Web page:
- Hawaii’s lawmakers are hammering out differences on a bill S.B. 2738 that would offer greater incentives and rebates for people who buy batteries and store their renewable energy, the Associated Press reports.
- The Senate bill encouraged battery storage sales by offering tax breaks for 25% of the costs, while the House lawmakers pushed a rebate program that would help low-income familes purchase solar or other renewable systems and pay it off through their utility bill.
- A conference committee is set to reconcile both proposals so that lawmakers can come to a consensus on a final version.
Hawaii has the highest per capita installed solar in the U.S. It also has the highest electricity costs. Lawmakers are now considering the steps necessary to sustain growth versus the opportunity to taper expenses and design proper market price signals through battery purchase incentives.
The bill is in conference committee now as both Legislative chambers debate the best way to offer incentives. Some House lawmakers believe that a rebate program would be more preferable to a tax incentive, arguing that the rebate would help low-income families purchase solar or other renewable energy systems by allowing them to pay off the costs through their utility bill. Tax incentives only help people who already had the means to purchase the system, they said according to the news outlet.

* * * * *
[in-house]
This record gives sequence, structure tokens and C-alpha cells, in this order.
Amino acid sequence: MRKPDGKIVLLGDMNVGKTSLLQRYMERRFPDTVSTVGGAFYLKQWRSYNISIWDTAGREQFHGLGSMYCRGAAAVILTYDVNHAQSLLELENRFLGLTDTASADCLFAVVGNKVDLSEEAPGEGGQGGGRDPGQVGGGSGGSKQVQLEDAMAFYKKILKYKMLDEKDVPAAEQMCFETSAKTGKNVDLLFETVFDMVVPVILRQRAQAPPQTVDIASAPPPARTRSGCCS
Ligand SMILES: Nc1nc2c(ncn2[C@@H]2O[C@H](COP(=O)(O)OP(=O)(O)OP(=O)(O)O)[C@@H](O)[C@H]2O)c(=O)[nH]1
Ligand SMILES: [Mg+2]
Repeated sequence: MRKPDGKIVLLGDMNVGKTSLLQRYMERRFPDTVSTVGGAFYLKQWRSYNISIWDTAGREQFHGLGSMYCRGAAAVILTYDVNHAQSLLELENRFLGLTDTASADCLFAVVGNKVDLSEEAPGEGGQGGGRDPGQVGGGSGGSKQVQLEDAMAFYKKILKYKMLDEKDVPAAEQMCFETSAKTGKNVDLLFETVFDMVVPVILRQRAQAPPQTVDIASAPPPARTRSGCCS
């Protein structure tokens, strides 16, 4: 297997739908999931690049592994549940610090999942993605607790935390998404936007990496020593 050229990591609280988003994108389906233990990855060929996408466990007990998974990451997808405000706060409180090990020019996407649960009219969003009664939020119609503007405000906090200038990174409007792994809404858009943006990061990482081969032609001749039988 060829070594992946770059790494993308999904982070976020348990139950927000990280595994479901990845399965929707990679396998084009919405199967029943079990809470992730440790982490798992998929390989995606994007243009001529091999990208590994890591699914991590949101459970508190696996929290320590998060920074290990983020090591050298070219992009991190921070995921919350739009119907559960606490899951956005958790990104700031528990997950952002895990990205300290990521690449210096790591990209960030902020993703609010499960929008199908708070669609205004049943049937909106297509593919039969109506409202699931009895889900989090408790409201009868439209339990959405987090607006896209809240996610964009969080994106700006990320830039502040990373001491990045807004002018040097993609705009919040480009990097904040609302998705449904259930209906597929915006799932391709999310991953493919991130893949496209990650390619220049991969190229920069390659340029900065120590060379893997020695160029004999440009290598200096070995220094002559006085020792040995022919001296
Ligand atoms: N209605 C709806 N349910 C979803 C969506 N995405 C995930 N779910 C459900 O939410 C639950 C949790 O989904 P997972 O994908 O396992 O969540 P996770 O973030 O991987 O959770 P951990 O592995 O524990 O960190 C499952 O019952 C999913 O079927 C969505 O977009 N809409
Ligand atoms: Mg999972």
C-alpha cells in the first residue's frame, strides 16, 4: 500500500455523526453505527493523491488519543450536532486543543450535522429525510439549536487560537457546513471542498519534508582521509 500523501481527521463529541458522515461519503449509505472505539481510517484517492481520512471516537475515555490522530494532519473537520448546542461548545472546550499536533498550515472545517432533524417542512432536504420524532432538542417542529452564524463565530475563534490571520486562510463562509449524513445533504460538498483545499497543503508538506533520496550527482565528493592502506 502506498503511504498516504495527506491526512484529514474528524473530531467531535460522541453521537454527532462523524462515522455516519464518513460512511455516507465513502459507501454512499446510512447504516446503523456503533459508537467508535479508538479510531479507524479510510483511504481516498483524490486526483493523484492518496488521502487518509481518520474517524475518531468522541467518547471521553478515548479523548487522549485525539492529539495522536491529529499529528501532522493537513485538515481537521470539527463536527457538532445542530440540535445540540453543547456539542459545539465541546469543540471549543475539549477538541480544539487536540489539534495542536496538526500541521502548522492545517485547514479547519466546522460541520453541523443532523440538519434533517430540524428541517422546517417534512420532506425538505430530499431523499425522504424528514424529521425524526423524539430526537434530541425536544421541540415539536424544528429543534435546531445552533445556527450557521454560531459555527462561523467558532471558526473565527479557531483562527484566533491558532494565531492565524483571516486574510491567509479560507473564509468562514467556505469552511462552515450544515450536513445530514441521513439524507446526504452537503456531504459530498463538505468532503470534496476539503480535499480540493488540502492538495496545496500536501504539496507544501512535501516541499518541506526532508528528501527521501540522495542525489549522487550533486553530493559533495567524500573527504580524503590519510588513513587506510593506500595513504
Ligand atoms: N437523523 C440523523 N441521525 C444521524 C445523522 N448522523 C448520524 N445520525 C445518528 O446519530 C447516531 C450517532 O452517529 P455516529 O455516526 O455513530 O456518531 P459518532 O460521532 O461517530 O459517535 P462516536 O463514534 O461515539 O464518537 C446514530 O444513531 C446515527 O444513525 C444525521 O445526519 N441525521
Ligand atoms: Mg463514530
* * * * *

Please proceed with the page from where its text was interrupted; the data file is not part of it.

Hawaii lawmakers have been circling around a better path to encourage renewable energy storage for a while, as the Hawaii Public Utilities Commission last year created two new credits (tariffs) to replace net metering. A grid-supply option replaces NEM’s retail rate credit for electricity sent to the grid by customers' solar systems with a tariff, guaranteed for two years, to be based on the avoided costs of generation during peak generation hours.
The self-supply option allows a limited amount of inadvertent energy exportation to the grid without any compensation. Residential customers who choose this option will have a minimum bill of $25, while small commercial customers will have a $50 minimum bill.
The Hawaii Public Utilities Commission last year created two new credits (tariffs) to replace net metering. A grid-supply option replaces net metering’s retail rate credit for electricity sent to the grid by customers' solar systems with a tariff that is guaranteed for two years and based on the avoided costs of generation during peak generation hours.
Through its renewable energy incentive programs, Hawaii gave out more than $118 million tax credits in 2013 and more than $179 million in 2012, according to the most recent data available from the state’s tax department, according to the Associated Press.